This article was published first by Al-Akhbar
No one can start a political dialogue by ignoring the brutal massacre committed by Israel in the Baptist Hospital in Gaza yesterday. Therefore, the decision to cancel the Amman summit, which was supposed to bring together today the American President Joe Biden, the Jordanian King Abdullah II, the Egyptian President Abdel Fattah al-Sisi, and the Palestinian Authority President Mahmoud Abbas, was an attempt to contain the public anger that erupted last night. This move also aimed to avoid a greater wave of anger today in all Arab and even Western capitals. Moreover, the decision aims to spare the American president from taking a stance that might not align with the Israeli army that continues its crimes.
While everyone knows that a crime of this magnitude cannot be overshadowed by mere positions, statements, or formal condemnations, no one can speculate whether the West, led by the United States, will use the blood of the hundreds of innocent victims who fell yesterday to bring down the Israeli leaders. It’s worth noting that just hours before the massacre, those involved in Western decision-making were considering scenarios to achieve the stated Israeli goals for this war. A similar situation occurred in Lebanon during the first ten days of the 2006 aggression, with political and diplomatic overtures from the same capitals and their allied forces in Lebanon, demanding the surrender of the resistance.
1. They will announce a “humanitarian truce,” securing a temporary halt in the firing for a few hours, allowing “foreigners” to leave the Gaza Strip via the Rafah crossing. In exchange, a portion of the relief aid will be allowed in, provided that the United Nations oversees the distribution of this aid.
2. Proposals would be crystallized in the context of a “political solution formula.” This is based on an American idea suggesting that if others do not want Israel to continue its military operation, influential Arab countries, especially Egypt, Jordan, and the Palestinian Authority, in addition to Qatar, Saudi Arabia, and Turkey, should agree to a proposal that imposes foreign control over the Strip. This plan aims to disarm the resistance forces.
The American proposal includes unattainable conditions, similar to Washington’s offers during the July war on Lebanon.
3. These capitals should accept the principle of “control” through a decision to reintroduce the institutions of the Palestinian Authority and its forces in the Strip, dissolve all institutions managed by Hamas, and hand them over to the Palestinian Authority. The Palestinian Authority will then receive support to strengthen its military forces in the Strip and manage its military, security, and administrative affairs.
4. To ensure, through a specified mechanism, that the situation doesn’t revert to its previous state. There’s consideration of deploying foreign forces along the border between the Gaza Strip and the occupied territories, expanding the buffer zone between the Strip and its surrounding area, even if it requires the bulldozing of neighborhoods, cities, and camps.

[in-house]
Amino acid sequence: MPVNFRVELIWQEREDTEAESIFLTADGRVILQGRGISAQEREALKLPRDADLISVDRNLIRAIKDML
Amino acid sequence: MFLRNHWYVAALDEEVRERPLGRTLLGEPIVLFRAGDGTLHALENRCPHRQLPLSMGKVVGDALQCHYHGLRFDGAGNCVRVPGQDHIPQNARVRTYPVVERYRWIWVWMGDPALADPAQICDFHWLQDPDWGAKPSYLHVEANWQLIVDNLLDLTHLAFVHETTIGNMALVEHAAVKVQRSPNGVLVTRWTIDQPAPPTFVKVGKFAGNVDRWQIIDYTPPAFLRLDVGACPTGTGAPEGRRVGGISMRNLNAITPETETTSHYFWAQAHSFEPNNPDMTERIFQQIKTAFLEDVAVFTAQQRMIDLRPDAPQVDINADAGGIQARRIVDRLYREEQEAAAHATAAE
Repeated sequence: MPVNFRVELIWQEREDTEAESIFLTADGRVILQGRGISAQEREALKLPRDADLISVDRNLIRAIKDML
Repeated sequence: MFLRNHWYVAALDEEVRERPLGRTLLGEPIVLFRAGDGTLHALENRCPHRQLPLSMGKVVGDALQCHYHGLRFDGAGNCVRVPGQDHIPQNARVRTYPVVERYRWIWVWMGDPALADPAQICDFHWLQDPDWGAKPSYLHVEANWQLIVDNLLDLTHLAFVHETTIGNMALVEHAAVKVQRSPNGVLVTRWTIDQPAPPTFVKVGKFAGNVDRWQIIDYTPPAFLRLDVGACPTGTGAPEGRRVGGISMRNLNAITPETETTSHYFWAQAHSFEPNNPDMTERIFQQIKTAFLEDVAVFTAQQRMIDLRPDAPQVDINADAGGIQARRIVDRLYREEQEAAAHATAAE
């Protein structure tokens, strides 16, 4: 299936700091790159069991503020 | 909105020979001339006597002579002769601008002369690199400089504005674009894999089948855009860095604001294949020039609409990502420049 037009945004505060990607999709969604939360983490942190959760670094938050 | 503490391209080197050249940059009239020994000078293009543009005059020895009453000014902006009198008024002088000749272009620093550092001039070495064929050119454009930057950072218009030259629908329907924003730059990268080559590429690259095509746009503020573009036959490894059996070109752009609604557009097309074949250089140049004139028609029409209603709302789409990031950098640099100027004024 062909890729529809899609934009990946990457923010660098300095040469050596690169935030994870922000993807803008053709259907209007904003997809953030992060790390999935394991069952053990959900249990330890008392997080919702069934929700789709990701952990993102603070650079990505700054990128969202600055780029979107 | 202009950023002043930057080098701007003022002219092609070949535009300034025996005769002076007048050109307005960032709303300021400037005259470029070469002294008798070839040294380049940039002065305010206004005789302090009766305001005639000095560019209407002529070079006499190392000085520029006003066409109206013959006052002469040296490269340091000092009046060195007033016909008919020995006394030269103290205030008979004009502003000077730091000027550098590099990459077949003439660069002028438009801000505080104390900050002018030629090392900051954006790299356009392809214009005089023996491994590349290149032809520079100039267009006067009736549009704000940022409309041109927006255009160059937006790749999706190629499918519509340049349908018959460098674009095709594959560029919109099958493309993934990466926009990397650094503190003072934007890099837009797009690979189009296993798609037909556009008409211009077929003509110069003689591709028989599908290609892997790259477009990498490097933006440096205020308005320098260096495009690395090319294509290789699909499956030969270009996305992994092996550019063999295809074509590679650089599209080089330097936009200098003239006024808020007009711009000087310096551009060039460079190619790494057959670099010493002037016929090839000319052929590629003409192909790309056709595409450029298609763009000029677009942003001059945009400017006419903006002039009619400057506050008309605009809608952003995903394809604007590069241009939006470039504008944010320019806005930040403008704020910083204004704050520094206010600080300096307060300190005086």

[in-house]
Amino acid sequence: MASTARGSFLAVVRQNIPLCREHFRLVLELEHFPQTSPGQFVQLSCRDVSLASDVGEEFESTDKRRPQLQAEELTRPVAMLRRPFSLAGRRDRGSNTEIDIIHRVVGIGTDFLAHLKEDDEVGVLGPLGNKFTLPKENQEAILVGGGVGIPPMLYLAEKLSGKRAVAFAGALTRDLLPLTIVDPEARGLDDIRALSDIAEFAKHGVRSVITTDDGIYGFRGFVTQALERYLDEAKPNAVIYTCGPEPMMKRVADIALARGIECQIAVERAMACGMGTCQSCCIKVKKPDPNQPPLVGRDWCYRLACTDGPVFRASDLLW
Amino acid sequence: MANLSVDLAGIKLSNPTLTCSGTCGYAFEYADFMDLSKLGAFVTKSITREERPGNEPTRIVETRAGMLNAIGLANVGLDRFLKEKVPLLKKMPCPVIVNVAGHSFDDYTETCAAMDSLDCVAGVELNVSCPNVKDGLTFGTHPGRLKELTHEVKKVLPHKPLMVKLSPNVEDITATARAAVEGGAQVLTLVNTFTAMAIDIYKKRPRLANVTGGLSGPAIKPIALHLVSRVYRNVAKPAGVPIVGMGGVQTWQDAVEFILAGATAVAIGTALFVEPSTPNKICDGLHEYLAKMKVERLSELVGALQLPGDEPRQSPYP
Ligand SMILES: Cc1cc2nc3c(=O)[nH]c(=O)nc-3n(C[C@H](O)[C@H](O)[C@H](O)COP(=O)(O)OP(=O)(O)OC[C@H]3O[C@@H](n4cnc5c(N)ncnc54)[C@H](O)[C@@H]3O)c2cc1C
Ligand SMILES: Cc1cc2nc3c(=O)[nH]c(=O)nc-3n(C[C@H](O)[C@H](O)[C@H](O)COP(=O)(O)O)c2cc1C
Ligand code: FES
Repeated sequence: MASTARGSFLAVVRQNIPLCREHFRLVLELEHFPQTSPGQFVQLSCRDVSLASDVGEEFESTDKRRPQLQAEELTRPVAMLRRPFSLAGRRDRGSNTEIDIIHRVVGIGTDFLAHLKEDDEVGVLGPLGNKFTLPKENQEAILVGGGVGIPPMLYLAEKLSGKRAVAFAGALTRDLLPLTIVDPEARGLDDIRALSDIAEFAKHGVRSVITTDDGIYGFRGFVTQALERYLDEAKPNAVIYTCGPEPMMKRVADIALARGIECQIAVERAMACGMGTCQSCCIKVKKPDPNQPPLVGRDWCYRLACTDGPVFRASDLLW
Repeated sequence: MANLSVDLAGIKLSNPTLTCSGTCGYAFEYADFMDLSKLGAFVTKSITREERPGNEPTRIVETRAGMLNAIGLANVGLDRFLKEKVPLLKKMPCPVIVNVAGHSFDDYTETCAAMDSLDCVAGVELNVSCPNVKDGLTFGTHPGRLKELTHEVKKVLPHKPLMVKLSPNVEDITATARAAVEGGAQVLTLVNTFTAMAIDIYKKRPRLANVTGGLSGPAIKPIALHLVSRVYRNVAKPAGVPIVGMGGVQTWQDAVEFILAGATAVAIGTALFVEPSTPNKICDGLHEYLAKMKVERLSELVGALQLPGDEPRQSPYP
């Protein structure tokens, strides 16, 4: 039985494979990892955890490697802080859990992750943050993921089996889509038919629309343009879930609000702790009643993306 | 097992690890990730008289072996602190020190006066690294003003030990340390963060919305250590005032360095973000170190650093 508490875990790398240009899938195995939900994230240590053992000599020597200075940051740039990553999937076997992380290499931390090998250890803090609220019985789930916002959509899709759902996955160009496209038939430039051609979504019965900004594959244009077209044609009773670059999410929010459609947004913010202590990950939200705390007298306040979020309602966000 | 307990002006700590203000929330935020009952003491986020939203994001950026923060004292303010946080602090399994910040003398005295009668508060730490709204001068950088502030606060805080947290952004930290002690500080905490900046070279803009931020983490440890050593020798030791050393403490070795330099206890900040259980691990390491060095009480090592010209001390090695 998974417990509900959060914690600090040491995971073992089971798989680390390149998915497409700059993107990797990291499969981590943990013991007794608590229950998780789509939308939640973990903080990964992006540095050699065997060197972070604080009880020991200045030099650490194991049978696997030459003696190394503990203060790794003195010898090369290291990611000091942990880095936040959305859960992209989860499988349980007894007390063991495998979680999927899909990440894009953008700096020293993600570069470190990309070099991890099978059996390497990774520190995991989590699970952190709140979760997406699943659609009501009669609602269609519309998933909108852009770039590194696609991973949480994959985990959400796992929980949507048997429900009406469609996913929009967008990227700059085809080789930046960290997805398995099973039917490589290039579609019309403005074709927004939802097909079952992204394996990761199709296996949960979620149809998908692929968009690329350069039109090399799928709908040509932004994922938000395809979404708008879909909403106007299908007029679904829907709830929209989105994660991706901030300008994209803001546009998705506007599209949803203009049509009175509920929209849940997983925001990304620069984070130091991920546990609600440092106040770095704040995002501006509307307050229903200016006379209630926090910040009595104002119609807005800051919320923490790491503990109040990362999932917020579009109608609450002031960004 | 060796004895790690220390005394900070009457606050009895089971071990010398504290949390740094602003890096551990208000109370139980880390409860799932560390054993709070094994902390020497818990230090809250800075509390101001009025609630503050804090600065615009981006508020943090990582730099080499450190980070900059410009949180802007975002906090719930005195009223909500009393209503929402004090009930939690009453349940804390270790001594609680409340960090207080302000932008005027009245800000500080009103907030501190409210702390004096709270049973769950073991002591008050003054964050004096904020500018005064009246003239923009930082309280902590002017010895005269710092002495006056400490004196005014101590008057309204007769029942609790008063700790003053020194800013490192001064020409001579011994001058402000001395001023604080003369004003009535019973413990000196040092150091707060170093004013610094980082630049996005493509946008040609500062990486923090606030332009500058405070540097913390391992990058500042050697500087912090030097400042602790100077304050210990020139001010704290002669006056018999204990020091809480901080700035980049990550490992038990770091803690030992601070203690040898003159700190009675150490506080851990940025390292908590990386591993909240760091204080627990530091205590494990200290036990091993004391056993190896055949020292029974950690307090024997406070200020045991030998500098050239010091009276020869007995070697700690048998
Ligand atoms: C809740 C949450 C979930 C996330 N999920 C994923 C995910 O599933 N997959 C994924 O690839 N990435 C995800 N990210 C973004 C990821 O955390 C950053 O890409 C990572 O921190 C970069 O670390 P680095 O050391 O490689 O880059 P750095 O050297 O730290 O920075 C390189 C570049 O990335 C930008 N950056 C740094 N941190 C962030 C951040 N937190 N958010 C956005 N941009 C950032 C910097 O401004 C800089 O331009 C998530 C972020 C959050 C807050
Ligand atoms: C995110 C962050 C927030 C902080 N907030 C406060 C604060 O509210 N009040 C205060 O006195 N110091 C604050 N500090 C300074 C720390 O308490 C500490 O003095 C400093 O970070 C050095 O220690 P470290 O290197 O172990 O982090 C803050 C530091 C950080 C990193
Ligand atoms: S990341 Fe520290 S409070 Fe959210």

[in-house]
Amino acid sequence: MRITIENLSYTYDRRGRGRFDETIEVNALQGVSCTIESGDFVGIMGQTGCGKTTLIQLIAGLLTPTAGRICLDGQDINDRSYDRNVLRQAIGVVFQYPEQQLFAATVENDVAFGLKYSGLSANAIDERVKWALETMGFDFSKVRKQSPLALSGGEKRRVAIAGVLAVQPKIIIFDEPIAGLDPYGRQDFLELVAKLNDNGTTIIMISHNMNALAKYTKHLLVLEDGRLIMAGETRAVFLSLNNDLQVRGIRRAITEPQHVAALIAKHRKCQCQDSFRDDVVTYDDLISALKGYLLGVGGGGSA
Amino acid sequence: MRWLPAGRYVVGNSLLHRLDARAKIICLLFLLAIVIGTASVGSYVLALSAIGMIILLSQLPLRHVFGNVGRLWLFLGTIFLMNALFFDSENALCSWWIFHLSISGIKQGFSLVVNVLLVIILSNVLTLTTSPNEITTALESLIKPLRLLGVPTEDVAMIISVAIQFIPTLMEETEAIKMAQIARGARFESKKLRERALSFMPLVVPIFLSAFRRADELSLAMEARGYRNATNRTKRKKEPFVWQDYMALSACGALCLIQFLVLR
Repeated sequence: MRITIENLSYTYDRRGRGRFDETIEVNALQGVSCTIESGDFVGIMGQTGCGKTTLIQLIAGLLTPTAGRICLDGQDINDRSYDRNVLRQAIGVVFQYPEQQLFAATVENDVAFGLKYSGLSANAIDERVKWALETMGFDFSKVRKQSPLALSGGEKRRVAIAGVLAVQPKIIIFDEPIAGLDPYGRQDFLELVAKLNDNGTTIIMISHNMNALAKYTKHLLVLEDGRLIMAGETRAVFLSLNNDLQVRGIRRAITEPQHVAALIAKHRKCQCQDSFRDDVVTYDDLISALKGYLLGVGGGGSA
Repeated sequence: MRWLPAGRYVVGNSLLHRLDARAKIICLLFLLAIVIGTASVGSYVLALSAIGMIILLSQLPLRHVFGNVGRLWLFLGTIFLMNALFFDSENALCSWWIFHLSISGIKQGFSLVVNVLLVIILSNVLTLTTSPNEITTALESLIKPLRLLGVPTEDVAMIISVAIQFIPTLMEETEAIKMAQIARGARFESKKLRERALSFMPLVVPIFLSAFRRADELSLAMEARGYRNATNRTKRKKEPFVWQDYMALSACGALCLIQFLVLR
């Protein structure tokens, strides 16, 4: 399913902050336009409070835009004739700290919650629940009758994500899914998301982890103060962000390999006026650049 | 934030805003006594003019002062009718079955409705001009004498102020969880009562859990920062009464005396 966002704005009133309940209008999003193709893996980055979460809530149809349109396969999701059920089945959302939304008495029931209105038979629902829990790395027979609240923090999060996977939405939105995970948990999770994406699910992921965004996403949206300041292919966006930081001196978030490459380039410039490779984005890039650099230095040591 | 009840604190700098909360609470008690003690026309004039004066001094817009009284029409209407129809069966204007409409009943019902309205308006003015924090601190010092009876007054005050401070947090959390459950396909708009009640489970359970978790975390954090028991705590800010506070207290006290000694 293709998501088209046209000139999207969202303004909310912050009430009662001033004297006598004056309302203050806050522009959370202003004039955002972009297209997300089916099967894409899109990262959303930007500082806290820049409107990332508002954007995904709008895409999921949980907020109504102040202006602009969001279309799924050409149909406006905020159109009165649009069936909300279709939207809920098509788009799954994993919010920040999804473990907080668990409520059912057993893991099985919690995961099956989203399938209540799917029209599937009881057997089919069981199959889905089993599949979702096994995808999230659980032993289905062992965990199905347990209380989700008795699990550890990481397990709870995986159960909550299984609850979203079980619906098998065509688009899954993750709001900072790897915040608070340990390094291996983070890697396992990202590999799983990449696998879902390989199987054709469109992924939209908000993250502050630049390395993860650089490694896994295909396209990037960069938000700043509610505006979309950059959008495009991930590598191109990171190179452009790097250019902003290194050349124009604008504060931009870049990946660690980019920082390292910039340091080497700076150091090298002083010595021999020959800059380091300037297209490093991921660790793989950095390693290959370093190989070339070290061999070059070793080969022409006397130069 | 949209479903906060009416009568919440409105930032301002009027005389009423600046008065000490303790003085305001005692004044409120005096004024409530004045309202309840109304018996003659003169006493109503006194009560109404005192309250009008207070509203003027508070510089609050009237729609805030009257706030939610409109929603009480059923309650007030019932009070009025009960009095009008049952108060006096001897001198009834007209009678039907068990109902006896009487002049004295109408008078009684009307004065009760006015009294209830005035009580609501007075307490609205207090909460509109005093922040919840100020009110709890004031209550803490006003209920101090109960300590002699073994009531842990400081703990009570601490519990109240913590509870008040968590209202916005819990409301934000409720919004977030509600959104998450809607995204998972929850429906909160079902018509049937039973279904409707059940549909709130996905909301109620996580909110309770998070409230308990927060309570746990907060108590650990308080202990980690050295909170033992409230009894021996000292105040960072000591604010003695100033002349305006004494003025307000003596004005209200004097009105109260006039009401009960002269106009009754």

5. A mechanism should be established to ensure the disarmament of the resistance’s missile capabilities and the removal of all infrastructure utilized by the resistance, including the destruction of tunnels.
6. All prisoners should be handed over to the Palestinian Authority, which will oversee the prisoner exchange process with the occupation forces. This should be followed by the immediate release of all civilians, unconditionally.
7. Arab countries should oversee the reconstruction process directly, ensuring that neither Hamas nor other resistance forces benefit from it. Egypt will enforce a new security dynamic, granting it direct oversight over activities within the Strip, meaning Cairo will manage both the security and political situation in the area.
As Western envoys and representatives reiterated various statements circling the same idea, they persistently warned that Israel has devised an expansive military plan aiming to “subdue Hamas and those allied with it in the Strip.” Concurrently, there were intensifying threats against Lebanon and Hezbollah, peaking with leaks from Israeli military intelligence to the media, suggesting that the Israeli government deliberated over a security-military proposal for a substantial preemptive operation against Hezbollah, which Prime Minister Benjamin Netanyahu declined.
Biden, arriving today, will attend a more intimate meeting of the Israeli government, sharing a table with Eitamar Ben Gvir and Betzalel Smotrich. Later, British Prime Minister Rishi Sunak, who announced a ‘solidarity’ visit to Israel, will join them. They were preceded by German Chancellor Olaf Scholz, who echoed the Western sentiment towards the supporters of the Palestinians: “Step back and let us unite to suppress Hamas.”
Simultaneously, Israeli leaders discussed the potential ground operation. Reuters cited a senior official stating, “Neutralizing Hamas might span months or even years.” The Israeli National Security Advisor, Tzachi Hanegbi, anticipated that the ‘United States would step in’ if the Gaza conflict escalated to involve Iran and Hezbollah supporting Hamas. Notably, American involvement is evident, given the announcement of placing about 2,000 soldiers on standby to back Israel in its conflict with ‘Hamas’. This bolsters Washington’s capacity for swift response to the shifting security landscape. However, it’s emphasized that ‘there is no current decision regarding troop deployment.’ The National Security Council spokesperson, John Kirby, mentioned that the troop readiness ‘serves as a deterrent signal.’